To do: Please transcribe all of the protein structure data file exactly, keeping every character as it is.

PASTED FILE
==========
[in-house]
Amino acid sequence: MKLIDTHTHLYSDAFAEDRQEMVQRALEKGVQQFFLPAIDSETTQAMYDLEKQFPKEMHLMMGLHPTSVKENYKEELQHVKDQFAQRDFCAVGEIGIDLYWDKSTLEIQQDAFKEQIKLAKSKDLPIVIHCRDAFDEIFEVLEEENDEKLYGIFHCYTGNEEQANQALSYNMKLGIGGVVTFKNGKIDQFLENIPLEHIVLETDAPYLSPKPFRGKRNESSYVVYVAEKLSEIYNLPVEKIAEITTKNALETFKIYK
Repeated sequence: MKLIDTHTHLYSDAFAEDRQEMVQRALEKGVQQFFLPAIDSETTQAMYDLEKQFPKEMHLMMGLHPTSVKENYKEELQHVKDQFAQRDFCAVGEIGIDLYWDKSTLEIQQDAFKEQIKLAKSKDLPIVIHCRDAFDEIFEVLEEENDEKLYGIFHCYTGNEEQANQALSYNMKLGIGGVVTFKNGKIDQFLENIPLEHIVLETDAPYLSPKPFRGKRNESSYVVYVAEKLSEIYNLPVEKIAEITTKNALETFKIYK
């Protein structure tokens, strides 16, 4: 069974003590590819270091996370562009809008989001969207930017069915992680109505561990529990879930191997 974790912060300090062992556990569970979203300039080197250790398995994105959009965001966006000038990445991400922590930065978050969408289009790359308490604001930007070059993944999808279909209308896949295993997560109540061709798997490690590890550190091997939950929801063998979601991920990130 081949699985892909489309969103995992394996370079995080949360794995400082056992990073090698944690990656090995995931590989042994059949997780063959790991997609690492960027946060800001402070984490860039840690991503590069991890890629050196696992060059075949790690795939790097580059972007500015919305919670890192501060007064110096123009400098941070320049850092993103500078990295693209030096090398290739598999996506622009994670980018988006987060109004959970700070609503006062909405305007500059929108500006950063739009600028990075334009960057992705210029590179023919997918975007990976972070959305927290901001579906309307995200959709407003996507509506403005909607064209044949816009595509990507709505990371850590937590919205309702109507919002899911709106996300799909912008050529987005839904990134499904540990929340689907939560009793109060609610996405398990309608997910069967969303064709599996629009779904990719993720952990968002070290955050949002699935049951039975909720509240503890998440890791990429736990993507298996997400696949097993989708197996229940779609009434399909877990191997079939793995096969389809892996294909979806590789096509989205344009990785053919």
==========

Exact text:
[in-house]
Amino acid sequence: MKLIDTHTHLYSDAFAEDRQEMVQRALEKGVQQFFLPAIDSETTQAMYDLEKQFPKEMHLMMGLHPTSVKENYKEELQHVKDQFAQRDFCAVGEIGIDLYWDKSTLEIQQDAFKEQIKLAKSKDLPIVIHCRDAFDEIFEVLEEENDEKLYGIFHCYTGNEEQANQALSYNMKLGIGGVVTFKNGKIDQFLENIPLEHIVLETDAPYLSPKPFRGKRNESSYVVYVAEKLSEIYNLPVEKIAEITTKNALETFKIYK
Repeated sequence: MKLIDTHTHLYSDAFAEDRQEMVQRALEKGVQQFFLPAIDSETTQAMYDLEKQFPKEMHLMMGLHPTSVKENYKEELQHVKDQFAQRDFCAVGEIGIDLYWDKSTLEIQQDAFKEQIKLAKSKDLPIVIHCRDAFDEIFEVLEEENDEKLYGIFHCYTGNEEQANQALSYNMKLGIGGVVTFKNGKIDQFLENIPLEHIVLETDAPYLSPKPFRGKRNESSYVVYVAEKLSEIYNLPVEKIAEITTKNALETFKIYK
């Protein structure tokens, strides 16, 4: 069974003590590819270091996370562009809008989001969207930017069915992680109505561990529990879930191997 974790912060300090062992556990569970979203300039080197250790398995994105959009965001966006000038990445991400922590930065978050969408289009790359308490604001930007070059993944999808279909209308896949295993997560109540061709798997490690590890550190091997939950929801063998979601991920990130 081949699985892909489309969103995992394996370079995080949360794995400082056992990073090698944690990656090995995931590989042994059949997780063959790991997609690492960027946060800001402070984490860039840690991503590069991890890629050196696992060059075949790690795939790097580059972007500015919305919670890192501060007064110096123009400098941070320049850092993103500078990295693209030096090398290739598999996506622009994670980018988006987060109004959970700070609503006062909405305007500059929108500006950063739009600028990075334009960057992705210029590179023919997918975007990976972070959305927290901001579906309307995200959709407003996507509506403005909607064209044949816009595509990507709505990371850590937590919205309702109507919002899911709106996300799909912008050529987005839904990134499904540990929340689907939560009793109060609610996405398990309608997910069967969303064709599996629009779904990719993720952990968002070290955050949002699935049951039975909720509240503890998440890791990429736990993507298996997400696949097993989708197996229940779609009434399909877990191997079939793995096969389809892996294909979806590789096509989205344009990785053919």